Letter: Don’t Blame The Cops

Last night my wife and I watched the new Wellington Village Council in its first meeting. I had intended to be there, but eye surgery/poor vision kept me at home.

I wish our new leaders well, for as they go, so too does our village (not city). I support and trust them to be our voices. I was, however, disappointed to hear a gentleman get up and denigrate the police and suggest a private security firm in its stead. He started out by complaining about traffic deaths, certainly important to all of us, but then he started to badmouth the police. My wife poked me in the side and said, “I bet that he got a ticket recently.” Not five seconds later, the gentleman said his wife got a ticket for an unregistered car.

Soon thereafter he complained that Palm Beach County probably had more unregistered cars than anywhere else in the state. Yes, and he had one of them! I don’t believe insurance would cover an unregistered car. As a former police officer, I have time and again heard rants from wonderful citizens who turn into ranting individuals after getting a summons. ’Tis the nature of things.

I told one person who started to insult me while I was writing him a violation, inferring that I was a dolt: “Life is like an onion, you peel it off one layer at a time, and sometimes you cry.” — George Bernard Shaw.

The police have had a hiring freeze, a wage freeze, and we expect them to do ever more with less. Capt. Jay Hart has not only been our police chief (in name), but he has been our friend and has devoted himself to his/our village. He lives here, too.

The police cannot be responsible for people who get killed on a winding road, who at high speed hit a tree, having never applied their brakes, nor can they be responsible for a car cutting in front of a motorcycle. Rather, it is we the parents and family members who must teach and watch our children more closely, for drugs, drinking and reckless driving. We see them when they go out and sometimes when they return, not the police.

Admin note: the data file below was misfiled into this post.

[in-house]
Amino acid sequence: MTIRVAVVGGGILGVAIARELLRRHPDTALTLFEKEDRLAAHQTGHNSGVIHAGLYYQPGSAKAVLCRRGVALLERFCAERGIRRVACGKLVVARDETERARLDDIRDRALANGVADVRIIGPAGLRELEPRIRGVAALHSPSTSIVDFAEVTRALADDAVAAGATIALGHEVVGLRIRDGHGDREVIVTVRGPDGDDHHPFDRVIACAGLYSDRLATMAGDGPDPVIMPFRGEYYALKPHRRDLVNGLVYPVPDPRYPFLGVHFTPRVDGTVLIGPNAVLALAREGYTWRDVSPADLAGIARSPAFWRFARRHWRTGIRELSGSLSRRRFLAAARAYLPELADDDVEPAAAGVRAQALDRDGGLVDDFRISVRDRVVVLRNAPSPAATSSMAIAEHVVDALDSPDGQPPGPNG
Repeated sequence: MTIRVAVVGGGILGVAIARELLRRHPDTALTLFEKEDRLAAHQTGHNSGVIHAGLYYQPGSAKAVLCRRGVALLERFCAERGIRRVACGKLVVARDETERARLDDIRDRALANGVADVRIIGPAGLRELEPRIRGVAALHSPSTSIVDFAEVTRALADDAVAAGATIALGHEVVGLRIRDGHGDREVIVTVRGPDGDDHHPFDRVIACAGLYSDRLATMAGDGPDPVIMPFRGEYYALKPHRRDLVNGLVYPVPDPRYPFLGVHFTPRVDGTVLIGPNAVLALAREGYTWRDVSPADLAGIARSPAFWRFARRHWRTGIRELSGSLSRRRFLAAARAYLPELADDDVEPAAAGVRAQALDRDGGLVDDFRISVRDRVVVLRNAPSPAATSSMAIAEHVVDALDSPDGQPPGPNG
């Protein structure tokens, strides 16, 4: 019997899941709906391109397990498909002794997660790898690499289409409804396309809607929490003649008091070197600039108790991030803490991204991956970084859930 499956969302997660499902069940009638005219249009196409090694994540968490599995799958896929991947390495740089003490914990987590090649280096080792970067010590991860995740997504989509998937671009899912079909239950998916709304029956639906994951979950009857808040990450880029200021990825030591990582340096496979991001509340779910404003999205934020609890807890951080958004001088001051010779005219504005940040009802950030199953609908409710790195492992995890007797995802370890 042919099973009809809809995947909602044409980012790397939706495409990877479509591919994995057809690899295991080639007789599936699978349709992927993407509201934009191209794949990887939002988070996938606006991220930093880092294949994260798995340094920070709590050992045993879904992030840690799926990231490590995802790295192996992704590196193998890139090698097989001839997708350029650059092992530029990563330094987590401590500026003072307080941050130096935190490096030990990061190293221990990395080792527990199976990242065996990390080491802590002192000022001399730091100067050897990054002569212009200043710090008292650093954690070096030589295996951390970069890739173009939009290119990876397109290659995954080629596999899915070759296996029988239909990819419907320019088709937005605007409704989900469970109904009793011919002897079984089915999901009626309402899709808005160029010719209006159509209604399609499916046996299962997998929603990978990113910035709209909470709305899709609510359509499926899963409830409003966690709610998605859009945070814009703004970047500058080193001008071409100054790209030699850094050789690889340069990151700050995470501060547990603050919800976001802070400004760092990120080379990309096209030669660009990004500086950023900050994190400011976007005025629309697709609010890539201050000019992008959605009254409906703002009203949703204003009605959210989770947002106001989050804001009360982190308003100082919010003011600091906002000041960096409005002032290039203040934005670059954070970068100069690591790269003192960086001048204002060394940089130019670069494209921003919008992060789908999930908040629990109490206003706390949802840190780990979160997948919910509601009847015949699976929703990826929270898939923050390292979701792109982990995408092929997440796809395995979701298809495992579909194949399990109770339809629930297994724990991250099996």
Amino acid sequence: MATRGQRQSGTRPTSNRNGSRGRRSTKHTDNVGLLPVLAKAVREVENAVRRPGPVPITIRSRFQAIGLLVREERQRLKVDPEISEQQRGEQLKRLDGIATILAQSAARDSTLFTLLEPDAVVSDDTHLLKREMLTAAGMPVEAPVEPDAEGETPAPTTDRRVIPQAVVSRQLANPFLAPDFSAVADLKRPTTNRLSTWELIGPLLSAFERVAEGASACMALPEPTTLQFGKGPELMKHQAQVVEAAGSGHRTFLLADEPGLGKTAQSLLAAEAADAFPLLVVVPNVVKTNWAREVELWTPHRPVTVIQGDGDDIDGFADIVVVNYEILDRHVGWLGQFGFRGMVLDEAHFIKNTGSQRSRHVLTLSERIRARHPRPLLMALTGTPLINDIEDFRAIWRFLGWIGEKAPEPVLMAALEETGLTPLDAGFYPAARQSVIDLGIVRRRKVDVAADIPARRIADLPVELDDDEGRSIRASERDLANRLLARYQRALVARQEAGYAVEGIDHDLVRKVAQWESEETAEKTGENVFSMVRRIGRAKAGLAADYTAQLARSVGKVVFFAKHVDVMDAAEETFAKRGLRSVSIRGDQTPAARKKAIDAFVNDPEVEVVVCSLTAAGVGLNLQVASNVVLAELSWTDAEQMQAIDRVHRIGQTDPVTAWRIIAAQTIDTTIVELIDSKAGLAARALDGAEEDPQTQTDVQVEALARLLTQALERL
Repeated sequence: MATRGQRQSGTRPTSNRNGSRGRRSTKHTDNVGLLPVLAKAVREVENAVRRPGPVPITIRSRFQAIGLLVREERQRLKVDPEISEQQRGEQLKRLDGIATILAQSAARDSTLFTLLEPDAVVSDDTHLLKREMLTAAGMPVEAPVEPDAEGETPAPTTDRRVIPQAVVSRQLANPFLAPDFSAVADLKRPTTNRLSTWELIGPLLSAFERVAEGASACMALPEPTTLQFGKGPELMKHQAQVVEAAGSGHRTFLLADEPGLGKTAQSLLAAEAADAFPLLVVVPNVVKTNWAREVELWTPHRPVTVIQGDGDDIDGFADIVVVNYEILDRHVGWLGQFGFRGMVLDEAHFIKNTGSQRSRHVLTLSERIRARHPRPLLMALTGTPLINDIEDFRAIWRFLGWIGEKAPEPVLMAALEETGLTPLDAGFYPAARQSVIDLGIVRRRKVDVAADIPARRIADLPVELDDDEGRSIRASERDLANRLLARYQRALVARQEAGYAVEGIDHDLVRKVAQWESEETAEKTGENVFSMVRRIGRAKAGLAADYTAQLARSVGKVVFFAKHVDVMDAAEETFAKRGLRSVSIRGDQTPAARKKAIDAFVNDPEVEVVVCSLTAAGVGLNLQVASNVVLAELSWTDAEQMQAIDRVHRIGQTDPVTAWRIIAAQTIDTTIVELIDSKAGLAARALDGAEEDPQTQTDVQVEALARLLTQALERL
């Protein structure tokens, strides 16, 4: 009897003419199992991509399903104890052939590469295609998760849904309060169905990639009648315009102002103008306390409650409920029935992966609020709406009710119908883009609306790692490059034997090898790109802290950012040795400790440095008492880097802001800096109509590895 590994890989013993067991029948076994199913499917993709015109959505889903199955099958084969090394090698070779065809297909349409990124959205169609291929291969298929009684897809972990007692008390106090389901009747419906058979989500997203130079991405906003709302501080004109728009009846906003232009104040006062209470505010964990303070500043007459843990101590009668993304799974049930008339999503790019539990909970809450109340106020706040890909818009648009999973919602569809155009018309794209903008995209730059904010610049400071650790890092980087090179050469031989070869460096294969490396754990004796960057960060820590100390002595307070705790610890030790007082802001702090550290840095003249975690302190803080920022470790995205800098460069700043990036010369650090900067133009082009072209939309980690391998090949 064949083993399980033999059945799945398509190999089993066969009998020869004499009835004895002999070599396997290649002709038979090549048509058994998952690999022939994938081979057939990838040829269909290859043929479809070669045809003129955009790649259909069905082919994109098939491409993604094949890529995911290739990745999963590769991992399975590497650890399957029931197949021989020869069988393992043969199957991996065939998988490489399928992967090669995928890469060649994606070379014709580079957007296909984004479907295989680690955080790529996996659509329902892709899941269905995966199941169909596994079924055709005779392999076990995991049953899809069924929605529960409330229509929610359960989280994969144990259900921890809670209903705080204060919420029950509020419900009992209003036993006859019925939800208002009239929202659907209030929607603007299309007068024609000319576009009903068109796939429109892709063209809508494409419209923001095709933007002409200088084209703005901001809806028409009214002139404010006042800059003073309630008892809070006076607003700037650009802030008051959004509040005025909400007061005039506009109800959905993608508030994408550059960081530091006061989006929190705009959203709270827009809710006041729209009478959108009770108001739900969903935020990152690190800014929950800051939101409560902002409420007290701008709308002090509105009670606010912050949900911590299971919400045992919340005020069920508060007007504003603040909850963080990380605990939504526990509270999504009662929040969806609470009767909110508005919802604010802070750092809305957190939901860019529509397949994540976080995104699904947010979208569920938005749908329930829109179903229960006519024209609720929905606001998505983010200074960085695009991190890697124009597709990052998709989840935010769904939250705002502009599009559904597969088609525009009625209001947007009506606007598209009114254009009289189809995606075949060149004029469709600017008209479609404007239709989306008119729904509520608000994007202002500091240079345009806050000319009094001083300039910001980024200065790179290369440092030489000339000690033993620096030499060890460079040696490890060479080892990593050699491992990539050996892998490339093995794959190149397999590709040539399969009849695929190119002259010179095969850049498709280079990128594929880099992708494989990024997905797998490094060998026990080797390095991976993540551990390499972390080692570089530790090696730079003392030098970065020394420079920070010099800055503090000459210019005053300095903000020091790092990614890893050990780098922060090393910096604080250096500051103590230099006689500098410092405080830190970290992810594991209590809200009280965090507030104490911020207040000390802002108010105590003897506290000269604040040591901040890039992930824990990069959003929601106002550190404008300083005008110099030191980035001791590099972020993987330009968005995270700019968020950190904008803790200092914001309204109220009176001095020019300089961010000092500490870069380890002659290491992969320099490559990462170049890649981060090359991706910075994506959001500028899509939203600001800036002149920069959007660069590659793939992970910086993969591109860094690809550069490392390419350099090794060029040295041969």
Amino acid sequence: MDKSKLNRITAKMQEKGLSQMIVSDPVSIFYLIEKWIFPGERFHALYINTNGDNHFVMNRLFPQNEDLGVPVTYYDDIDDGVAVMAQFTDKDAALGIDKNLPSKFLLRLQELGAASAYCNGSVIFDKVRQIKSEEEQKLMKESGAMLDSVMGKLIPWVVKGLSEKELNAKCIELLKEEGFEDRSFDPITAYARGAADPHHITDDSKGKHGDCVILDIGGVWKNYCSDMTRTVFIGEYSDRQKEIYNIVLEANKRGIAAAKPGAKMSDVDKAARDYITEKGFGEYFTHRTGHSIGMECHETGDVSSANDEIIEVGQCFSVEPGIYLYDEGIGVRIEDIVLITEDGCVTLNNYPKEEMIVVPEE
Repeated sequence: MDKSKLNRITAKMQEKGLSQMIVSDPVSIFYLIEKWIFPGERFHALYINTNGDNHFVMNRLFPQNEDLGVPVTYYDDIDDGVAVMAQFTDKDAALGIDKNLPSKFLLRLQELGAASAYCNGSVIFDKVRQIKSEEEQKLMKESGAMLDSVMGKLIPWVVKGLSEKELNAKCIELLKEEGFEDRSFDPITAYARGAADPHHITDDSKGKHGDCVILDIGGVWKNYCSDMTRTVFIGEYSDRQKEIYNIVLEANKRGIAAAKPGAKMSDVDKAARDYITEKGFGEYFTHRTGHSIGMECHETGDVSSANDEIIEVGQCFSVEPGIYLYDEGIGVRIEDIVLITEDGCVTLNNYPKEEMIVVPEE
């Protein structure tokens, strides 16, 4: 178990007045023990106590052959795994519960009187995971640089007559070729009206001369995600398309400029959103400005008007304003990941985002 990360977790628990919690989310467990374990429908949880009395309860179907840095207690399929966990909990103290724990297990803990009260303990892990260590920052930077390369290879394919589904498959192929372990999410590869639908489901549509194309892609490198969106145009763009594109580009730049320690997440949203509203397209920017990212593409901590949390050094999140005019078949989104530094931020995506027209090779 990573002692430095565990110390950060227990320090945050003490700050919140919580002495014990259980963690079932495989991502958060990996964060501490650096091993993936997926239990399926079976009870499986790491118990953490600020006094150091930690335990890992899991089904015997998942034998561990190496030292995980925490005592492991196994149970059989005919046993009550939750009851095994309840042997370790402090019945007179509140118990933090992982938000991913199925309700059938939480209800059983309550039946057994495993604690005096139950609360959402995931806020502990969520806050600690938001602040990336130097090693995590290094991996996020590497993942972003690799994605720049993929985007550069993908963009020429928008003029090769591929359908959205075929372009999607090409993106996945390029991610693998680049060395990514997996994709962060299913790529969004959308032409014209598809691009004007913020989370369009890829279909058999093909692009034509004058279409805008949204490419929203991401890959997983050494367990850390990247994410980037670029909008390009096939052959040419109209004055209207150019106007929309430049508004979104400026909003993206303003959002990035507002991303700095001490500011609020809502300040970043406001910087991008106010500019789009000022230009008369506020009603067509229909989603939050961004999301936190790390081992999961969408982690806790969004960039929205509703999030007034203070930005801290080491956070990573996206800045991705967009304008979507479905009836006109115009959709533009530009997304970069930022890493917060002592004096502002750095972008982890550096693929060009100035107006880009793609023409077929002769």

Two elected officials’ kids received tickets (announced from the podium), and that speaks highly of the officers, their leadership and the officials, because all did their jobs. The parents thanked the police, and the sheriff’s deputies did their job; most parents yell at the police. Kudos to the officials who thanked the police and admonished their kids, for this is not the norm.

As a society, we must take responsibility for our acts, our children’s acts, and not expect the police to be everywhere at all times, especially when times are tough, and our economy prevents more hiring. To Councilwoman Anne Gerwig, who wants a meeting with our police: I say, fine, but curving roads, speeding, drinking, etc., are personal responsibility, and sadly the police cannot be everywhere. But they surely are there to clean up the carnage after people do stupid things in vehicles.

Perhaps outlawing phones and texting while driving might help, too. Statistics show they cause more accidents now than DUIs. Perhaps the council might want to look into addressing this to our state elected officials, as other states have enacted laws. Does Florida have to be last yet again? Some accidents are just that, but too often accidents were/are avoidable.

George Unger, Wellington